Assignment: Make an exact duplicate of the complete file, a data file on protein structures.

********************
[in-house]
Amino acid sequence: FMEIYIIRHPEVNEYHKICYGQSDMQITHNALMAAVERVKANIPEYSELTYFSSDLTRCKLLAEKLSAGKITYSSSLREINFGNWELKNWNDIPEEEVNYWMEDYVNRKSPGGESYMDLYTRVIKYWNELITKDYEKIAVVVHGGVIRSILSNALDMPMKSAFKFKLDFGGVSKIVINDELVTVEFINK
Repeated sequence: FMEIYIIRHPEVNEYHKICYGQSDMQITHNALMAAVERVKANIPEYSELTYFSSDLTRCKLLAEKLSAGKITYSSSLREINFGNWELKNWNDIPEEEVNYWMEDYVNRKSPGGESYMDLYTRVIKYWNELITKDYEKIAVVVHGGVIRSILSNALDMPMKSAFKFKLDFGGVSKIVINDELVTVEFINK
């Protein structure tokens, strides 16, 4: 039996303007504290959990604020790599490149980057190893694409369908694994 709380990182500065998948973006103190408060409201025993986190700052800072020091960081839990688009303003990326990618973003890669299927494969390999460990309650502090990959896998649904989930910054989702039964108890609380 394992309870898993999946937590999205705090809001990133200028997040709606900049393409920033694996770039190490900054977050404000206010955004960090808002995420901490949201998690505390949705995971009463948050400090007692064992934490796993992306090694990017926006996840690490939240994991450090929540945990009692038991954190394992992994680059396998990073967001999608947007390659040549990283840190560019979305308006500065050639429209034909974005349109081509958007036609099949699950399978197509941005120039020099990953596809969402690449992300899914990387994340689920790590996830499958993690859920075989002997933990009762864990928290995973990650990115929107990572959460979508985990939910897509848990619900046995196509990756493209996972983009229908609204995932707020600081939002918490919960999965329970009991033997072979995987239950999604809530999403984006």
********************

[in-house]
Amino acid sequence: FMEIYIIRHPEVNEYHKICYGQSDMQITHNALMAAVERVKANIPEYSELTYFSSDLTRCKLLAEKLSAGKITYSSSLREINFGNWELKNWNDIPEEEVNYWMEDYVNRKSPGGESYMDLYTRVIKYWNELITKDYEKIAVVVHGGVIRSILSNALDMPMKSAFKFKLDFGGVSKIVINDELVTVEFINK
Repeated sequence: FMEIYIIRHPEVNEYHKICYGQSDMQITHNALMAAVERVKANIPEYSELTYFSSDLTRCKLLAEKLSAGKITYSSSLREINFGNWELKNWNDIPEEEVNYWMEDYVNRKSPGGESYMDLYTRVIKYWNELITKDYEKIAVVVHGGVIRSILSNALDMPMKSAFKFKLDFGGVSKIVINDELVTVEFINK
């Protein structure tokens, strides 16, 4: 039996303007504290959990604020790599490149980057190893694409369908694994 709380990182500065998948973006103190408060409201025993986190700052800072020091960081839990688009303003990326990618973003890669299927494969390999460990309650502090990959896998649904989930910054989702039964108890609380 394992309870898993999946937590999205705090809001990133200028997040709606900049393409920033694996770039190490900054977050404000206010955004960090808002995420901490949201998690505390949705995971009463948050400090007692064992934490796993992306090694990017926006996840690490939240994991450090929540945990009692038991954190394992992994680059396998990073967001999608947007390659040549990283840190560019979305308006500065050639429209034909974005349109081509958007036609099949699950399978197509941005120039020099990953596809969402690449992300899914990387994340689920790590996830499958993690859920075989002997933990009762864990928290995973990650990115929107990572959460979508985990939910897509848990619900046995196509990756493209996972983009229908609204995932707020600081939002918490919960999965329970009991033997072979995987239950999604809530999403984006």